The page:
Comic book movies are everywhere now. We’re no longer limited to just a yearly blockbuster film as the industry has more than tripled that number. In addition, we’ve seen our favorite heroes and villains branching out to television and streaming services like Netflix. But with so much saturation and the continual rise in popularity, it’s no longer a question of if but when in regards to the genre’s eventual decline.
As many say that history repeats itself, a strong correlation has been made between comic book movies and westerns. Westerns have also had their periods of popularity and over saturation since the beginning of the film industry. From 1939 until the early 1950s, Westerns dominated movie entertainment. It was during the 1950s where it peaked, however, after significantly outnumbering other genres.
Just like the Western, comic book films are saturating the market right now. What once were confined stories for your average social recluse have now become big screen productions known by a majority. Starting with X-Men in 2000, which arguably spiked the superhero film movement, we now have not just sequels but entire cinematic universes. On average, there was typically a 1 to 2 year gap between a new comic book movie back in the day. Now, with an increased pace and multiple competing studios, there are around 5 to 6 comic book movies a year. This relative pacing is similar to what we saw with the classic Western and even notable film names have cited the correlation.
In fact, Steven Spielberg himself expects the genre to have an eventual decline, saying the following recently:
“We were around when the Western died and there will be a time when the superhero movie goes the way of the Western. It doesn’t mean there won’t be another occasion where the Western comes back and the superhero movie someday returns.”
Additionally, we’ve begun to see a small but notable decline in terms of public perception. DC/Warner Bro.s, Fox and Sony have received a majority of the bad press. X-Men: Apocalypse, for example, was the first film in the X-Men franchise to receive a majority of negative reviews (X-Men: The Last Stand still had a lot of positive ones). For the DCEU, meanwhile, Batman V Superman: Dawn of Justice was plagued with bad reviews despite having a $300 million budget and high expectations from fans. Sony had their own difficulties as well trying to save Spider-Man after the horrendous Spider-Man 3 and had to employ Marvel’s help to get them back on track.
But while Marvel and their MCU franchise seemed to be impenetrable, they too had a flop with a related Netflix series. Iron Fist was bombarded with negative reviews with an overall consensus of it being considered “dull.” Fortunately, the Marvel Cinematic Universe still remains untainted by negative press, for the most part.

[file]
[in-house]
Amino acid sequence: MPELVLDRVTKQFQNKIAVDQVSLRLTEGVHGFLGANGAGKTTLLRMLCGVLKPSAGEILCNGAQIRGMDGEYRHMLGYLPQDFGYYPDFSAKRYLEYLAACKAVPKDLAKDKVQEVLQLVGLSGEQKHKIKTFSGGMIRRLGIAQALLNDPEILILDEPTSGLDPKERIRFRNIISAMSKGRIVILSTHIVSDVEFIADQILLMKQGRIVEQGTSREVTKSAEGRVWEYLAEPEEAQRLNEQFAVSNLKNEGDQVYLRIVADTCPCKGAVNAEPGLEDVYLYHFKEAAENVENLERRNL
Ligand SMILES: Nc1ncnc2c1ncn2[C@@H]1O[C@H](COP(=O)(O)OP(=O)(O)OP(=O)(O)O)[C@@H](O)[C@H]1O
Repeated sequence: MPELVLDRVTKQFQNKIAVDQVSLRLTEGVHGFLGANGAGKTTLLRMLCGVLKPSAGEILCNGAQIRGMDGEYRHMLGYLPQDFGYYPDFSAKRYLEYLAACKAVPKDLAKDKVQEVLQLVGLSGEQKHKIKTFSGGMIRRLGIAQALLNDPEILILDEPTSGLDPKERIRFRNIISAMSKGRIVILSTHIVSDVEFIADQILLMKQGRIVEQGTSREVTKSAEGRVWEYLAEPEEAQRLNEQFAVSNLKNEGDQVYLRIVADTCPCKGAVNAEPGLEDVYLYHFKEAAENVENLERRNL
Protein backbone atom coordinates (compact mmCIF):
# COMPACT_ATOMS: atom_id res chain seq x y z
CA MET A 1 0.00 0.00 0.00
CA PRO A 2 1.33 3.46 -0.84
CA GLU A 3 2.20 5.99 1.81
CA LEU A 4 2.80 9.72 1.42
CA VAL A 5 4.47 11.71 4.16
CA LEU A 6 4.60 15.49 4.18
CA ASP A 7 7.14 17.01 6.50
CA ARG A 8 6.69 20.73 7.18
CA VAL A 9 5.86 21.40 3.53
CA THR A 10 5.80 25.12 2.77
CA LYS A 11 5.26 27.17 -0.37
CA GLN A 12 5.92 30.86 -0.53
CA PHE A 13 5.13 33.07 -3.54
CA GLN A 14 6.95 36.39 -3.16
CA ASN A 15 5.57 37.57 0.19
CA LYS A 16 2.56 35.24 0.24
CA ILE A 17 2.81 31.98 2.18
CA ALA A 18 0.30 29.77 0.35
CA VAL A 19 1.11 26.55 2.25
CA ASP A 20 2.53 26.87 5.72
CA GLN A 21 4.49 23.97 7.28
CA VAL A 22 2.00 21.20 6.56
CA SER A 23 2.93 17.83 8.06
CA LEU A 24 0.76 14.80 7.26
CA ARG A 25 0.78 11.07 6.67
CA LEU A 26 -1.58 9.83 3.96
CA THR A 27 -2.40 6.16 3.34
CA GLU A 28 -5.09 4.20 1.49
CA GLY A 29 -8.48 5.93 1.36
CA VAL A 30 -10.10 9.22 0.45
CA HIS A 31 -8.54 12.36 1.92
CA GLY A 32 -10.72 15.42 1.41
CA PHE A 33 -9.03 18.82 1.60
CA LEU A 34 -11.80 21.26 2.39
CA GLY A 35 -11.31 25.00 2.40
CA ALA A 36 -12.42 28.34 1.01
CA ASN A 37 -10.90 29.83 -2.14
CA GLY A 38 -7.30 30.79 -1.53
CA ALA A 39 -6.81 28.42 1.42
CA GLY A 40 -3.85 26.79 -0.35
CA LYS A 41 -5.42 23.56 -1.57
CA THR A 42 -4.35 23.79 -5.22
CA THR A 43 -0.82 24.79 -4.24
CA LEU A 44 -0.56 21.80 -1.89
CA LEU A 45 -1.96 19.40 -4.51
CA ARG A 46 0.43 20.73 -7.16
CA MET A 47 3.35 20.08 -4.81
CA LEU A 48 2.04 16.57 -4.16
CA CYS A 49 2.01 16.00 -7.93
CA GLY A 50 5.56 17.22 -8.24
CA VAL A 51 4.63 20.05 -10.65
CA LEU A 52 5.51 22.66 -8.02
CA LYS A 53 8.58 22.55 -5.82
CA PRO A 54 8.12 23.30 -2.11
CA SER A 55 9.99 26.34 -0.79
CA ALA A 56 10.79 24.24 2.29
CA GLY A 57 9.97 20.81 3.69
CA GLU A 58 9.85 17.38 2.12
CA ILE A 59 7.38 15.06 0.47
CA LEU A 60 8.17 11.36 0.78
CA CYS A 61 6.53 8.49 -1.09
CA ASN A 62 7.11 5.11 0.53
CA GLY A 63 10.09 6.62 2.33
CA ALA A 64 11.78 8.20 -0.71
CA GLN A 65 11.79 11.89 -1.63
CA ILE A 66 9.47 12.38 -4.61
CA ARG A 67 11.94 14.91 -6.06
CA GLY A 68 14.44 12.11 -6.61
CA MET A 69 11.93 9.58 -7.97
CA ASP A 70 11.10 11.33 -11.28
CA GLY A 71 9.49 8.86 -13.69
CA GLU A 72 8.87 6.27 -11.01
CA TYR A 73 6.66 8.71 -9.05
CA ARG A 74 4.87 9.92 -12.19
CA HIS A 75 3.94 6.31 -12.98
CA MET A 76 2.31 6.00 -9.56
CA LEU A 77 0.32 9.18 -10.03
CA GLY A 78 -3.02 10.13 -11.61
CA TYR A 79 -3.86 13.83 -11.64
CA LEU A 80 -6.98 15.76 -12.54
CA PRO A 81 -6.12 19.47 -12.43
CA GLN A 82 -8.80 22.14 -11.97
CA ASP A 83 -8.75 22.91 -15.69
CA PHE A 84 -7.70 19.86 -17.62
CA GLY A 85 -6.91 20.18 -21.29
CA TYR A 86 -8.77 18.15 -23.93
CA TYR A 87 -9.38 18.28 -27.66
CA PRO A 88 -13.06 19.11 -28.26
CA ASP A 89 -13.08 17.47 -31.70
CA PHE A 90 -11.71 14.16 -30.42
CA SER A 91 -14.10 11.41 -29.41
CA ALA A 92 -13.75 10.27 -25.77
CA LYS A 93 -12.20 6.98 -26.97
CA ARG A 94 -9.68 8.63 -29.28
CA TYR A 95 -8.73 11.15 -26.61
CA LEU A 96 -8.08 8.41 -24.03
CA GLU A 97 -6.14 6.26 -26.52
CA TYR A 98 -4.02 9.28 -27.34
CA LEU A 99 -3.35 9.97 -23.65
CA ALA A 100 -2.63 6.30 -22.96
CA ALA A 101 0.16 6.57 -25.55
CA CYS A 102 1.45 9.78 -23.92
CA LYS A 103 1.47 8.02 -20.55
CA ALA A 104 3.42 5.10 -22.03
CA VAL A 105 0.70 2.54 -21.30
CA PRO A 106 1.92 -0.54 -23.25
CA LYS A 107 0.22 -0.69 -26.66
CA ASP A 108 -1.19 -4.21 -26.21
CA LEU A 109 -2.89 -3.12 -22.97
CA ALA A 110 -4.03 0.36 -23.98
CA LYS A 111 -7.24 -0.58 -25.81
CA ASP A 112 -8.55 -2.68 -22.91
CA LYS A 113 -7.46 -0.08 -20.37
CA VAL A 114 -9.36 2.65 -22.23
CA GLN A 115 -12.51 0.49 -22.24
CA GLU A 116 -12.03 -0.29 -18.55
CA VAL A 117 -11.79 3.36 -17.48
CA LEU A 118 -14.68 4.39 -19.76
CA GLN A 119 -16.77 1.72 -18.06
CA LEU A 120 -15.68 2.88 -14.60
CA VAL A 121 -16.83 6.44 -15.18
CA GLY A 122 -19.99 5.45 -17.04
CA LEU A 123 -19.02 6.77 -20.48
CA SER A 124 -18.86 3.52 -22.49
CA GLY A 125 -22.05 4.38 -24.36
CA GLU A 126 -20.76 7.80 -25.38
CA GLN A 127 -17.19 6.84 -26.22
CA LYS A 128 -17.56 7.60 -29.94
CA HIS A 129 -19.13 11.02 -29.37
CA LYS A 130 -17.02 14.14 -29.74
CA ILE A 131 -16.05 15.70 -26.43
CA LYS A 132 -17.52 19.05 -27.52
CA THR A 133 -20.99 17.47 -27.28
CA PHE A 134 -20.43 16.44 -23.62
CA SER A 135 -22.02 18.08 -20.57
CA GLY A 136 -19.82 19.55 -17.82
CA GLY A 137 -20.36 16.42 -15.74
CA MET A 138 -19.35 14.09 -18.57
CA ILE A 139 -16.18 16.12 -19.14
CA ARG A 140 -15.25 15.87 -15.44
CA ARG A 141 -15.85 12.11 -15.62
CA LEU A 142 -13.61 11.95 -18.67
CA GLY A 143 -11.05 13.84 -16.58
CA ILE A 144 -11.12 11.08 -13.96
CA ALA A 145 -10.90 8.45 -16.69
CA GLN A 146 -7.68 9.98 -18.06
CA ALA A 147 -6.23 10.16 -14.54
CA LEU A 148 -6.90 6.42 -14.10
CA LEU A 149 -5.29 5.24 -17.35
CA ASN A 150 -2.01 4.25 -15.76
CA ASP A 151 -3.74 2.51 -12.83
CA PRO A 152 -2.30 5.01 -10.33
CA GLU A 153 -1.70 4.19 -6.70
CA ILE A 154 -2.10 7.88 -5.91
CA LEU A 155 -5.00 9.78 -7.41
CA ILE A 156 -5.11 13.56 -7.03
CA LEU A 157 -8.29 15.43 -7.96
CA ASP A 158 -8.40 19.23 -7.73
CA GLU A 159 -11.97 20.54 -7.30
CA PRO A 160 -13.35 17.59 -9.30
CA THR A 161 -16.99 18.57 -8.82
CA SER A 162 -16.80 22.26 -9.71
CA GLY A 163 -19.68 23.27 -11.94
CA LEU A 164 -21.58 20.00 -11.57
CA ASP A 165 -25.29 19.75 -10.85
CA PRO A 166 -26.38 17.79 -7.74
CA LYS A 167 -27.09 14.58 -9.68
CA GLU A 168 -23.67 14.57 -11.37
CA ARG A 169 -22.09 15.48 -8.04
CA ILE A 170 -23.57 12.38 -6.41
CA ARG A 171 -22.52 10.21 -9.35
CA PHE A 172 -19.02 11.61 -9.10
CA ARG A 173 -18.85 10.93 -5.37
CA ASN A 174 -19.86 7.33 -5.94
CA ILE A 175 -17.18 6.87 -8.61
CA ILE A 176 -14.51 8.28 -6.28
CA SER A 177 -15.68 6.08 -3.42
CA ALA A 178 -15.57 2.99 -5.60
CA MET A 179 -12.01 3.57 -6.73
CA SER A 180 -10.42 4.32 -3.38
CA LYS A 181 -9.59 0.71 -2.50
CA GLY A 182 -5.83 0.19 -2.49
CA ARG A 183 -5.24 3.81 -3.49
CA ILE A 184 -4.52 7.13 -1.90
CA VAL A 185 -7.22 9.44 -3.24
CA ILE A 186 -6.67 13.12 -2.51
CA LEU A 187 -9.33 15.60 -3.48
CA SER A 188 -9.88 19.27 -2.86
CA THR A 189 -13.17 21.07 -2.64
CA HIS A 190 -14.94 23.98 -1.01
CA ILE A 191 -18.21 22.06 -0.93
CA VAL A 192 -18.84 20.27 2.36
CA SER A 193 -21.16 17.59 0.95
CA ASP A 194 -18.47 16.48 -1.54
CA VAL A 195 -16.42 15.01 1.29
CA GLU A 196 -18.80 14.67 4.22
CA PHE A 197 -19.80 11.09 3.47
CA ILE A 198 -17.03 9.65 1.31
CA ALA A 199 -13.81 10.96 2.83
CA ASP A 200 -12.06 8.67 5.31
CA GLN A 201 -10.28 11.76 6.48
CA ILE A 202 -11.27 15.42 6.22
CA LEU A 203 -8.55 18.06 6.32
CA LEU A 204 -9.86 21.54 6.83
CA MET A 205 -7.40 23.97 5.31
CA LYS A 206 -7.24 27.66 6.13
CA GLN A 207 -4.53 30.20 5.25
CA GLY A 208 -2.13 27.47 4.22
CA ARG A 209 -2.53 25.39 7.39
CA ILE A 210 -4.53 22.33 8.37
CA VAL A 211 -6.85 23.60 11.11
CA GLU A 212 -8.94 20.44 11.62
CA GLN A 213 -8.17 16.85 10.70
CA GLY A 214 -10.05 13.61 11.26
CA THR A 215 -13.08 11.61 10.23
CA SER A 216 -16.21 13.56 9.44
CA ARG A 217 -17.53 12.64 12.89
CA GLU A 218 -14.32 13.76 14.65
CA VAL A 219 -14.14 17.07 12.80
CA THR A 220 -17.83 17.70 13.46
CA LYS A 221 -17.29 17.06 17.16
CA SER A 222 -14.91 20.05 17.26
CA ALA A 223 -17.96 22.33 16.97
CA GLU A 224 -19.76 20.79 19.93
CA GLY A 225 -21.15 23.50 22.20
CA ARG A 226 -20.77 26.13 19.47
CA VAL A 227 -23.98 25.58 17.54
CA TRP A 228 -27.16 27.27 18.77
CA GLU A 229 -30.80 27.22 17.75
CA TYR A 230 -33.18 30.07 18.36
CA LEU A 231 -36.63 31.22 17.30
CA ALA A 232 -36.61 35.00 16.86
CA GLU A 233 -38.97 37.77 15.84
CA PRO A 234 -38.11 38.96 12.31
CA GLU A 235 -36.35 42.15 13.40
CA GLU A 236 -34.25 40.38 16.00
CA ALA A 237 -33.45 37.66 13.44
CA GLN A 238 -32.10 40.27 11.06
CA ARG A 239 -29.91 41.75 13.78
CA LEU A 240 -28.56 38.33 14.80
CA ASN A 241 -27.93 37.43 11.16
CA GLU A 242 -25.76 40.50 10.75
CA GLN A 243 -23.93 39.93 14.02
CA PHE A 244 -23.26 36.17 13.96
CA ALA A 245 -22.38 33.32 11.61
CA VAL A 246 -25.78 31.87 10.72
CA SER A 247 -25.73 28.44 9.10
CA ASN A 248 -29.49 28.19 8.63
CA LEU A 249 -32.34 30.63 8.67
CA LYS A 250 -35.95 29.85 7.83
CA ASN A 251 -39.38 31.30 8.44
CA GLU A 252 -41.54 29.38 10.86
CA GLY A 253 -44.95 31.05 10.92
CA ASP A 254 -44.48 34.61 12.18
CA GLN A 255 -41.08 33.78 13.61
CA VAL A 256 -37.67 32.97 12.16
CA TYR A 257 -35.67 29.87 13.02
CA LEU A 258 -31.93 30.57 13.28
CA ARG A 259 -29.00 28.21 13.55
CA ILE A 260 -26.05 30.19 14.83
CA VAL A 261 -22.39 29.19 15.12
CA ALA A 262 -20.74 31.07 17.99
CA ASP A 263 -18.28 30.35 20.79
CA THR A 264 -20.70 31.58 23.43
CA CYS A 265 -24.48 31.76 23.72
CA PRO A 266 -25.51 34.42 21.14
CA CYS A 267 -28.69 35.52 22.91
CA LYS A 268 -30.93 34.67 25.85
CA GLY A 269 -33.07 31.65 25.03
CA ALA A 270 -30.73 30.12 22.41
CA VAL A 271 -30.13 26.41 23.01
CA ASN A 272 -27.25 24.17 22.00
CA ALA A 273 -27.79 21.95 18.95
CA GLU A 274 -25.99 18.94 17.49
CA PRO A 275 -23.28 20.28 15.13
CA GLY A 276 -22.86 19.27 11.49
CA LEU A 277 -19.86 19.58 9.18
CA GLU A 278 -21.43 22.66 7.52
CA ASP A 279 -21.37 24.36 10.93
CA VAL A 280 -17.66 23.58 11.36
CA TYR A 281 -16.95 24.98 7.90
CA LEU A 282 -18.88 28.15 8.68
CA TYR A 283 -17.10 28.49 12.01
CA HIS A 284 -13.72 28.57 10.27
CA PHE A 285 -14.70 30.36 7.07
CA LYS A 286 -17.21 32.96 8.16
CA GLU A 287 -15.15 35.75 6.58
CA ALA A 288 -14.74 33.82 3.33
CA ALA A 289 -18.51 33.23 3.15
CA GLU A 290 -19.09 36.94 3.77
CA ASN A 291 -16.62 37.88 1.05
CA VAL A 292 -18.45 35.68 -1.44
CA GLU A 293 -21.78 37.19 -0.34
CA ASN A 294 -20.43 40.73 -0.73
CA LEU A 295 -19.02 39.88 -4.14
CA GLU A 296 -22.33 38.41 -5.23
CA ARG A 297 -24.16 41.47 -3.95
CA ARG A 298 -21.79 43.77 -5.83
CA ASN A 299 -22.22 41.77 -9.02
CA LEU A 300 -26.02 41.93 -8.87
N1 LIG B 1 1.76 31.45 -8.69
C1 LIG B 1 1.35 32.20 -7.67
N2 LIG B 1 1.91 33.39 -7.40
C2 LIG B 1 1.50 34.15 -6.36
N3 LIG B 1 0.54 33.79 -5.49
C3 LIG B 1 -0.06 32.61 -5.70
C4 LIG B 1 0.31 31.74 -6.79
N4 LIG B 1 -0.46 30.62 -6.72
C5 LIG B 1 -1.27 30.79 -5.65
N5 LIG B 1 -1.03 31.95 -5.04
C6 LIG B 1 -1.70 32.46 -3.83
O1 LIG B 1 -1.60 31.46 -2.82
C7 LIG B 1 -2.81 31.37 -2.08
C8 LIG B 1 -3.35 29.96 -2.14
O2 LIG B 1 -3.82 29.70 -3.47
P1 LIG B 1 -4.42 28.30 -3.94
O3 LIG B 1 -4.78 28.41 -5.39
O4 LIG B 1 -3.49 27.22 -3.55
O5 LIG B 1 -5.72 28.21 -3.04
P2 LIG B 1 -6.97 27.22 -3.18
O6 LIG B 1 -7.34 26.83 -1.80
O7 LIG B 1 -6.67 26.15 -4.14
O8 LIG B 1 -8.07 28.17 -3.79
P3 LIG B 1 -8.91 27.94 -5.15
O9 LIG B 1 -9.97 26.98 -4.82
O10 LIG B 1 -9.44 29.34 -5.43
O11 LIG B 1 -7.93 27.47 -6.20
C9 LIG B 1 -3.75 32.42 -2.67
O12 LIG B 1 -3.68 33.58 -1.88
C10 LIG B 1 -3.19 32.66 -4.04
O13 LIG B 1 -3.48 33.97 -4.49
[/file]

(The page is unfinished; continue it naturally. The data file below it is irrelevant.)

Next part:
But what cause could have created this effect of negativity? Could it be that the excitement for comic book movies are slowly diminishing due to over-saturation? Could it be the arrogance of the genre’s ability to succeed? Or could this just be a cyclical decline just like the Western? Marvel’s own Kevin Feige does entertain the possibility of the genre meeting a similar western decline, but cited the long span of Western movie supremacy as well.
“It could, but the Western lasted 40-50 years, and they still pop up occasionally,” Feige said. “It’s been, what, eight years since Iron Man 1 if we count that, which I do, as the beginning of our MCU? Maybe [the superhero genre] will only last another 42 years.”
If the genre is going to continue on for that long, the biggest question should surround the path of the future. The DCEU has just begun to establish new characters and both Fox and Sony have rebooted their popular franchises with a few new additions. But Marvel in particular is at an interesting milestone point. Key characters like Captain America and Iron Man are coming to their end with both Robert Downey Jr. and Chris Evans on their way out. These two have been the face of Marvel films and the transition into new lead characters is expected to be seamless, but still unexpected.
Despite the uncertainty, comic book movies have maintained their profitability regardless of any criticism. They’re well-funded and are cast with high profile talent as well. Being chosen to star in one has become a proverbial right of passage for an actor’s path to stardom. And if they’re going fall victim to that eventual decline, history shows us that for now we can expect our yearly cycle of films to remain consistent.
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